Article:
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Sheffield History

Which of these are "cutlery" in a Historical Sheffield kind of way ?

  

18 members have voted

  1. 1. Which of these are "cutlery" in a Historical Sheffield kind of way ?

    • Knife
      18
    • Fork
      10
    • Spoon
      8
    • Scythe
      9
    • File
      7
    • Scissor
      7
    • Razor
      9


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Which of these are "cutlery" in a Historical Sheffield kind of way ?

You can select more than one answer...

I'll leave it to Richard to explain further !!

;-)

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Having reread the question I voted wrong :(

I now know what Richard is talking about now

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Having reread the question I voted wrong :(

I know what Richard is talking about now

I'm a bit of a bugger, aren't I ? One of the answers, even I'm not sure of !!!! :rolleyes:

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Well if you don't know the answer what are we to do ;-)

It's just the one I'm not sure of ... :huh::angry::blink:

For anyone trying to get this right the word "flatware" might be a useful hint ...

http://www.jaitc.org.uk/default.asp/pages/...combuilder.html

Another popular Poll then ? lol

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It's just the one I'm not sure of ... :huh::angry::blink:

Checked my source, the one I wasn't sure of, was not originally classed as cutlery, but was in later years. So that's all of 'em are cutlery, EXCEPT TWO.

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OK since there are no answers, its the folk and spoon that aren't "cutlery", they are "flatware" since they don't have a cutting edge ....

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I'm not sure that a file would be classed as cutlery in the strictest sense, as it's a hand tool, and so part of a different branch of Sheffield industry, but you could say the same about scythes!!! I once worked with an old scythe maker, and he told me that cutlery was, in his day, classed as a small implement with maintained a cutting edge. He classed cutlery as the following: knives (including daggers and swords), scissors, razors, and small sickles.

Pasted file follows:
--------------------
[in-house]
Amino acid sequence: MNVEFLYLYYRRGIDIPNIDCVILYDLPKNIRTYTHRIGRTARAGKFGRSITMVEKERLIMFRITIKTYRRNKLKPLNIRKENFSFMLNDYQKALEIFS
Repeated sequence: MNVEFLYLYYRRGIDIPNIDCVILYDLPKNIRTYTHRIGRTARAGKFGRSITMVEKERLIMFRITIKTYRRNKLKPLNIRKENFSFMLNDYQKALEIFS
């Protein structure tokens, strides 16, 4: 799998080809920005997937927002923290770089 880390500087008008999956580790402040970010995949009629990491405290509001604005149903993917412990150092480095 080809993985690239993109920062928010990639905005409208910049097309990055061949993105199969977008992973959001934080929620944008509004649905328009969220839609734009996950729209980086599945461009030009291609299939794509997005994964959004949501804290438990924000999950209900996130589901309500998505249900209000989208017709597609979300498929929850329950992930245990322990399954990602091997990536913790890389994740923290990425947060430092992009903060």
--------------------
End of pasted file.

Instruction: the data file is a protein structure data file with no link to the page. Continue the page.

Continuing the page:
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I'm not sure that a file would be classed as cutlery in the strictest sense, as it's a hand tool, and so part of a different branch of Sheffield industry, but you could say the same about scythes!!! I once worked with an old scythe maker, and he told me that cutlery was, in his day, classed as a small implement with maintained a cutting edge. He classed cutlery as the following: knives (including daggers and swords), scissors, razors, and small sickles.

According to my source (which I forget) files were not included initially, but were included later on ...

main point, of course, is that forks and spoons deffo were not cutlery :huh:

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I'm not sure that a file would be classed as cutlery in the strictest sense, as it's a hand tool, and so part of a different branch of Sheffield industry, but you could say the same about scythes!!! I once worked with an old scythe maker, and he told me that cutlery was, in his day, classed as a small implement with maintained a cutting edge. He classed cutlery as the following: knives (including daggers and swords), scissors, razors, and small sickles.

The shearsmiths, cutlers and scissorsmiths founded the Cutlers Company in 1624, the filesmiths had 21 accepted into membership in 1682, I was thinking more like when Tiger Feet by Mud was number one lol

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Which of these are "cutlery" in a Historical Sheffield kind of way ?

You can select more than one answer...

I'll leave it to Richard to explain further !!

;-)

A Poll where you can choose more than one answer ...

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A number of old SheffieldCutlers would also make turnscrews.

Tazz

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Middle English cutellerie, from Old French coutelerie, from coutel, knife; see cutlass.

Dictionary

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Middle English cutellerie, from Old French coutelerie, from coutel, knife; see cutlass.

Dictionary

I was lead to believe that cutlery refered to instruments with a cutting edge,

So Knife, Scythe, Scissors and Razors would qualify as cutler, and also possibly File (does it cut? or does it Abrade? or Grind?)

Forks and Spoons are often classed as Cutlery as they are always packaged with knives in a set of tableware but they do not cut!

Likewise, I was lead to believe that Forks and Spoons were Flatware because they could be stamped out from a flat piece of steel.

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